Philosophy and the meaning of life
Time: 19:45 - 21:45
This course will be delivered online. See the ‘What is the course about?’ section in course details for more information.
This course has now finished
What is the course about?
Philosophy is an abstract subject which can seem to have little to do with life. In fact, there are many philosophers who have argued that philosophy is, or ought to be, of service to us in understanding human existence. Does the life of a human being have meaning? Is there meaning in the universe at all? Does it make sense for us, when death is inevitable, to strive for anything or even to go on living? Be advised that this course is not life-coaching or therapy. It is a philosophical exploration of these difficult but fascinating questions.
This is a live online course. You will need:
- Internet connection. The classes work best with Chrome.
- A computer with microphone and camera is best (e.g. a PC/laptop/iMac/MacBook), or a tablet/iPad/smart phone/iPhone if you don't have a computer.
We will contact you with joining instructions before your course starts.
What will we cover?
We will try to get to grips with arguments in the work of a variety of Western philosophers including Plato, Seneca, Kierkegaard, Schopenhauer, Nietzsche and Sartre.
What will I achieve?
By the end of this course you should be able to...
You should not expect to learn the meaning of life or how to live, but only how to analyse the question of the meaning of life using arguments covered on the course. By the end, you should at least be able to:
– break down the question of the meaning of life into more manageable questions (i.e. analyse the question)
– summarise some answers of philosophers covered on the course
– relate the question of the meaning of life to other areas of philosophy.
What level is the course and do I need any particular skills?
This course complements The great philosophers (HP002/3) and is an ideal follow-up, offering the chance to study a neglected area for those who have done some philosophy before. Though you may find some of the reading material difficult, the only absolutely essential requirement is to be prepared to see things from an unusual point of view.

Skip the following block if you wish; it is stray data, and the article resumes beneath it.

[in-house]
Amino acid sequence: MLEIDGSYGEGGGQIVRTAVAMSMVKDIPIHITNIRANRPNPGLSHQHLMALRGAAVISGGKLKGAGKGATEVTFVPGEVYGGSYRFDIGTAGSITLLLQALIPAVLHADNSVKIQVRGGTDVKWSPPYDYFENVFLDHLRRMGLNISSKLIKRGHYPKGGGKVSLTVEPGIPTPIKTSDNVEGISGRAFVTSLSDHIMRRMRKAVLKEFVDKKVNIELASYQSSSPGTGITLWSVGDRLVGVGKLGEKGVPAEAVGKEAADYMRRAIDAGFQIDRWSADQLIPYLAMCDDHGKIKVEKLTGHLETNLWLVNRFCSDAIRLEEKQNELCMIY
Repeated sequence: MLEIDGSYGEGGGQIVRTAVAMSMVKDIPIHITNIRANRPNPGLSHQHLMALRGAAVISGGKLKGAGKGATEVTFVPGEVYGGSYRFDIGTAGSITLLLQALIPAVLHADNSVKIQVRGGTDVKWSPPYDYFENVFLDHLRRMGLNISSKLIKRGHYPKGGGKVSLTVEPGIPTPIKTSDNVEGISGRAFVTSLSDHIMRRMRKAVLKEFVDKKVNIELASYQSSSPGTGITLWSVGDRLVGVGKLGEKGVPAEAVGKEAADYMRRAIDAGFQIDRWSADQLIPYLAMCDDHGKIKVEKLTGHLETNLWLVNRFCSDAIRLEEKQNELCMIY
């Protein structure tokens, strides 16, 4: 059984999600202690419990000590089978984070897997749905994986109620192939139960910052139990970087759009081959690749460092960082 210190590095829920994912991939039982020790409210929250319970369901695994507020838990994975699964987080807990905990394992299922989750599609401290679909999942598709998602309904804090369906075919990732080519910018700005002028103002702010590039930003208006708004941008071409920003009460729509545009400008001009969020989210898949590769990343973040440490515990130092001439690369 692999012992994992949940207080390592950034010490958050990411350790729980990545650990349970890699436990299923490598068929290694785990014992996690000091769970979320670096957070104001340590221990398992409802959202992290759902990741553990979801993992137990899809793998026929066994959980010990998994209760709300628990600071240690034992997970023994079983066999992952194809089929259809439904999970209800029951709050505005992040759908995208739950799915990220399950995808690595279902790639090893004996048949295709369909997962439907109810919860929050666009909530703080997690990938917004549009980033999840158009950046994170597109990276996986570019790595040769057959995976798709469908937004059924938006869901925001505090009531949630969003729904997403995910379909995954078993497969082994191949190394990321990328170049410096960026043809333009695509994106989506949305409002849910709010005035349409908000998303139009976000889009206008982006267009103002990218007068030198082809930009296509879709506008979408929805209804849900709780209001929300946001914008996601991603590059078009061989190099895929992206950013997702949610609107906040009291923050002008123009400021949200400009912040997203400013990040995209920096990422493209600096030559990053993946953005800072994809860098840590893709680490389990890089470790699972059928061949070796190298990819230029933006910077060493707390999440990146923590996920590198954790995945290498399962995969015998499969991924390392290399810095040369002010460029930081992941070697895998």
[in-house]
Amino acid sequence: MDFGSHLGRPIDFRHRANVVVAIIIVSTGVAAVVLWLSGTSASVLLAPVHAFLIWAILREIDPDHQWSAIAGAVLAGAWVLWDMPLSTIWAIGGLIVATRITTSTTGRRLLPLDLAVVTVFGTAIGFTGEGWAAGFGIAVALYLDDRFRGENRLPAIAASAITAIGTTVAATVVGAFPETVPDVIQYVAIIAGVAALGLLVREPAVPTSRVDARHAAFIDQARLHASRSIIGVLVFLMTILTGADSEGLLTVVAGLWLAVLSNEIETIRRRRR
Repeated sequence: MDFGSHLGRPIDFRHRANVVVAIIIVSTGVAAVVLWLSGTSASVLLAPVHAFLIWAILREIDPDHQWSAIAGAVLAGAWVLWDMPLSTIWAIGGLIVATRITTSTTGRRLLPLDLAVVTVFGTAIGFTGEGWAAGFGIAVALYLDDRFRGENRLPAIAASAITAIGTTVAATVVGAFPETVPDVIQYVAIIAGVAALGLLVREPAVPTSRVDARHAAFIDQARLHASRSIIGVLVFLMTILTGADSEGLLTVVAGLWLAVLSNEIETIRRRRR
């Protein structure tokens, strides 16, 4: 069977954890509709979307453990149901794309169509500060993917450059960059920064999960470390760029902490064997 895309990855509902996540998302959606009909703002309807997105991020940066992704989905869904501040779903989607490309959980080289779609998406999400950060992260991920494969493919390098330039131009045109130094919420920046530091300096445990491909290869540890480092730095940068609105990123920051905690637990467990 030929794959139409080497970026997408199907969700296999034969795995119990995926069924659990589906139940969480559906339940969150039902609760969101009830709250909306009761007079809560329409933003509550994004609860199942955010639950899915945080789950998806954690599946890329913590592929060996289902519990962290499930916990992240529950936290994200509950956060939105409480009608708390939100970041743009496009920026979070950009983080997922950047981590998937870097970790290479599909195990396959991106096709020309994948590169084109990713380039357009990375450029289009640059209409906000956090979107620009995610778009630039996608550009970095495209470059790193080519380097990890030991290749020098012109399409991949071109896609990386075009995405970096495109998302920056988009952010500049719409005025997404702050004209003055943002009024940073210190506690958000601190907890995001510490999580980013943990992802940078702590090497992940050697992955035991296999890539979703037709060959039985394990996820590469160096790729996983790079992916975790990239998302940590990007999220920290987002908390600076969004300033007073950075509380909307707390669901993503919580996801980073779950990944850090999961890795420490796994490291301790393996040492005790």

How will I be taught, and will there be any work outside the class?
Classes will consist of presentations and small-group and whole-class discussion. There will be some reading to do each week.
Are there any other costs? Is there anything I need to bring?
All course materials will be provided by the tutor or available free of charge online.
When I've finished, what course can I do next?
Please see the prospectus or check the website for details of other philosophy courses on offer: www.citylit.ac.uk.
Oliver holds a postgraduate degree in Philosophy from the University of Oxford. Since graduating, he has taught a wide variety of courses to a broad range of students, from adults and children exploring the subject for the first time through to advanced undergraduates. His main areas of interest are the Philosophy of Mathematics, Metaphysics, the Philosophy of Language, and Logic. Recently, his research has focussed on developing medieval approaches to semantic paradoxes using modern mathematical methods. When Oliver’s not teaching or writing up papers, he’s either lost in a good book or somewhere deep in the English countryside.
Please note: We reserve the right to change our tutors from those advertised. This happens rarely, but if it does, we are unable to refund fees due to this. Our tutors may have different teaching styles; however we guarantee a consistent quality of teaching in all our courses.